Country Reports on Human Rights Practices for 2011: Africa
Internal conflicts in the East, particularly in the North and South Kivu and Orientale provinces, continued to plague the Democratic Republic of Congo. Human rights abuses were committed by all parties to the conflict. Reported human rights abuses included killings, disappearances, and torture. Rebel and militia groups and some army units engaged in the illegal exploitation and trade of natural resources in the east. Foreign rebel and militia groups and some local militias formed coalitions, battled government forces, and attacked civilian populations. State security forces arrested, illegally detained, raped, tortured, or summarily executed civilians and looted villages during military actions against rebels. Fighting in the East impeded humanitarian aid in some areas, exacerbating an already severe humanitarian crisis that affects some 1.7 million displaced persons. Impunity remained a significant problem. The deeply flawed election in November was accompanied by disappearances and restrictions on freedoms of assembly, expression and movement.
Widespread human rights violations continued in Eritrea, where the government is under the control of authoritarian President Isaias Afwerki. The government forced men and women to participate in the national service program from which there were no clear criteria for demobilization, and persons worked indefinitely in any location or capacity chosen by the government. Security forces tortured and beat army deserters, draft evaders, persons attempting to flee the country, and members of certain religious groups. Harsh prison and detention center conditions, which included unventilated and underground cells with extreme temperatures, led to multiple deaths. The government controlled all media. It reportedly continued to detain more than 30 journalists, providing no information about their places of detention.
In Ethiopia, the government continued to repress civil society, including the media. The government arrested more than 100 opposition figures, activists, journalists, and bloggers, charging several of those arrested with terrorist or seditious activity. However, observers found the evidence presented at trials to be either open to interpretation or indicative of acts of a political nature rather than linked to terrorism. The Charities and Societies Proclamation (CSO law) continued to impose severe restrictions on civil society and NGO activities. As a result of the law, civil society activities have been severely curtailed. The government also restricted access to the Internet and blocked the websites of news organizations, opposition sites, and blogs.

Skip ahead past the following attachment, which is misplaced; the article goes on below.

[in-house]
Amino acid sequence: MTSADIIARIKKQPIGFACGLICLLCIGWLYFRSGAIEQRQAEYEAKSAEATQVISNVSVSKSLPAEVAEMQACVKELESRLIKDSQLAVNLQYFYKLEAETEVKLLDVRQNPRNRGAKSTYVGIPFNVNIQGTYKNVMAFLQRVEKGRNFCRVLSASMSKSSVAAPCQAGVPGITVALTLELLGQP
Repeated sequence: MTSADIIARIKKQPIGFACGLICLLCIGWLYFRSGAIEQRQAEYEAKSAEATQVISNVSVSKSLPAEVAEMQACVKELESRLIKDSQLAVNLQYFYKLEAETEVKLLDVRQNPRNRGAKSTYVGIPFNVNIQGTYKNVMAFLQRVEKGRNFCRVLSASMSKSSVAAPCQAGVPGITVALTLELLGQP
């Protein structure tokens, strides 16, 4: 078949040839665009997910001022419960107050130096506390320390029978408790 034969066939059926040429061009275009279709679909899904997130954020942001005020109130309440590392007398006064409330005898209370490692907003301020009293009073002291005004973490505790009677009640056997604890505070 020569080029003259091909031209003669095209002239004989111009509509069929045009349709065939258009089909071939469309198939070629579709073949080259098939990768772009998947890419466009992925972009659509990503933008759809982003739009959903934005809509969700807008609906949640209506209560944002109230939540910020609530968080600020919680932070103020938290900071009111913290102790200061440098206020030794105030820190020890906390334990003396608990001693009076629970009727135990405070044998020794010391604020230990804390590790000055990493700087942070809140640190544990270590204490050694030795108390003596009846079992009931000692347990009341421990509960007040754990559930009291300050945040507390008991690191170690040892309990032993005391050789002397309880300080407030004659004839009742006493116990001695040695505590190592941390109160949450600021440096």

In Nigeria, a campaign of attacks by the radical Islamist sect known as Boko Haram intensified during the year and violence spread to more areas of the country. The group committed bombings and drive-by shootings, assassinated religious leaders, security personnel and politicians, attacked police stations and banks, and conducted suicide bombings. In Maiduguri, Borno State, shootings and bombings were a weekly and sometimes daily occurrence, with violence also occurring in neighboring states. In August, Boko Haram targeted an international organization for the first time, bombing the UN House headquarters in Abuja and killing 24 persons. The government deployed the Joint Task Force, which committed extrajudicial killings during attempts to apprehend Boko Haram members. The April 2011 general elections were Nigeria’s most successful since its return to multiparty democracy in 1999. However, postelection violence erupted in the north and in the Middle Belt States, resulting in loss of lives, property damage, and restrictions of movement.
The Government of Sudan continued to conduct aerial bombardment of civilian areas. In Darfur, fighting involved government forces, government-aligned militias, rebel groups, and ethnic groups. These groups killed, injured, and raped civilians, and used child soldiers. During the year violence broke-out in the disputed border area of Abyei, as well as in the Sudanese states of Southern Kordofan and Blue Nile. The violence in these areas resulted in widespread civilian displacement and human rights abuses. Human rights abuses in Sudan went unpunished and impunity remained a serious problem. Parties to the conflicts obstructed the work of humanitarian organizations and the United Nations. In addition, the government also continued to crack down on journalists and restrict freedoms of speech, assembly, association, religion, and movement, and security forces continued to kill, torture, beat, and harass suspected political opponents and others.
In Zimbabwe, the chronically bad human rights situation did not improve. Despite a fledgling Government of National Unity, the government remains mostly under the control of President Mugabe’s political party, Zimbabwe African National Union-Patriotic Front (ZANU-PF), which retains authority over the military, police and intelligence services. These security services continued to arrest, abuse, and torture non-ZANU-PF party members and civil society activists with impunity. The government infringed on citizens’ freedoms of speech, assembly, association, and movement. Executive influence and interference in the judiciary remained a serious problem, and NGOs reported that magistrates were promised farms and homes for providing rulings favorable to ZANU-PF. In rural areas ZANU-PF sympathizers used threats and intimidation against local magistrates to gain favorable rulings.